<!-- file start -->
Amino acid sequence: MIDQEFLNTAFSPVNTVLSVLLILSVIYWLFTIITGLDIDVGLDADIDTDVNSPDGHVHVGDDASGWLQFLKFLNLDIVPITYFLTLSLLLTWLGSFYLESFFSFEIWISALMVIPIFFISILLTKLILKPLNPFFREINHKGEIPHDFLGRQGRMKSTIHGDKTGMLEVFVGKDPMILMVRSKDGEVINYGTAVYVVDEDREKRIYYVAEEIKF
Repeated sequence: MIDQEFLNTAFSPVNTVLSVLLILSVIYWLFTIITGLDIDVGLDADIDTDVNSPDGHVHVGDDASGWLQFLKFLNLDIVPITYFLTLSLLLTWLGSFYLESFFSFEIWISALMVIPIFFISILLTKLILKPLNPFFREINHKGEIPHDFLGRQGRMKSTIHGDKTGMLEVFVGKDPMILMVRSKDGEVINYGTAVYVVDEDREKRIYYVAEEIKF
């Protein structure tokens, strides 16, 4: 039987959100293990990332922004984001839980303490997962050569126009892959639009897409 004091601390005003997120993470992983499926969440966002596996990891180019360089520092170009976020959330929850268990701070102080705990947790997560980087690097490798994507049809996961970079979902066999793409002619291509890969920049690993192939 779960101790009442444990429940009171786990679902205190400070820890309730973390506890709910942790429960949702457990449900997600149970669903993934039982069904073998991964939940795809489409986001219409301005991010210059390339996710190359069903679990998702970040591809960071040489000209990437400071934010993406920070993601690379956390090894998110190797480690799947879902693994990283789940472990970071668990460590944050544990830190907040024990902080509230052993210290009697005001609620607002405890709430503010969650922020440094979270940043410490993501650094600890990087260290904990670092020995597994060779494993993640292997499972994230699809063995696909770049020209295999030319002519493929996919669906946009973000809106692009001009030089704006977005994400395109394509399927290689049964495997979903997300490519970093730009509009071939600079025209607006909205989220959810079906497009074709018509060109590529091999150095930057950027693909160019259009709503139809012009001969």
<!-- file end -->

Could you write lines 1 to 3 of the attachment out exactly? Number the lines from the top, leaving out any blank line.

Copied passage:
Amino acid sequence: MIDQEFLNTAFSPVNTVLSVLLILSVIYWLFTIITGLDIDVGLDADIDTDVNSPDGHVHVGDDASGWLQFLKFLNLDIVPITYFLTLSLLLTWLGSFYLESFFSFEIWISALMVIPIFFISILLTKLILKPLNPFFREINHKGEIPHDFLGRQGRMKSTIHGDKTGMLEVFVGKDPMILMVRSKDGEVINYGTAVYVVDEDREKRIYYVAEEIKF
Repeated sequence: MIDQEFLNTAFSPVNTVLSVLLILSVIYWLFTIITGLDIDVGLDADIDTDVNSPDGHVHVGDDASGWLQFLKFLNLDIVPITYFLTLSLLLTWLGSFYLESFFSFEIWISALMVIPIFFISILLTKLILKPLNPFFREINHKGEIPHDFLGRQGRMKSTIHGDKTGMLEVFVGKDPMILMVRSKDGEVINYGTAVYVVDEDREKRIYYVAEEIKF
């Protein structure tokens, strides 16, 4: 039987959100293990990332922004984001839980303490997962050569126009892959639009897409 004091601390005003997120993470992983499926969440966002596996990891180019360089520092170009976020959330929850268990701070102080705990947790997560980087690097490798994507049809996961970079979902066999793409002619291509890969920049690993192939 779960101790009442444990429940009171786990679902205190400070820890309730973390506890709910942790429960949702457990449900997600149970669903993934039982069904073998991964939940795809489409986001219409301005991010210059390339996710190359069903679990998702970040591809960071040489000209990437400071934010993406920070993601690379956390090894998110190797480690799947879902693994990283789940472990970071668990460590944050544990830190907040024990902080509230052993210290009697005001609620607002405890709430503010969650922020440094979270940043410490993501650094600890990087260290904990670092020995597994060779494993993640292997499972994230699809063995696909770049020209295999030319002519493929996919669906946009973000809106692009001009030089704006977005994400395109394509399927290689049964495997979903997300490519970093730009509009071939600079025209607006909205989220959810079906497009074709018509060109590529091999150095930057950027693909160019259009709503139809012009001969």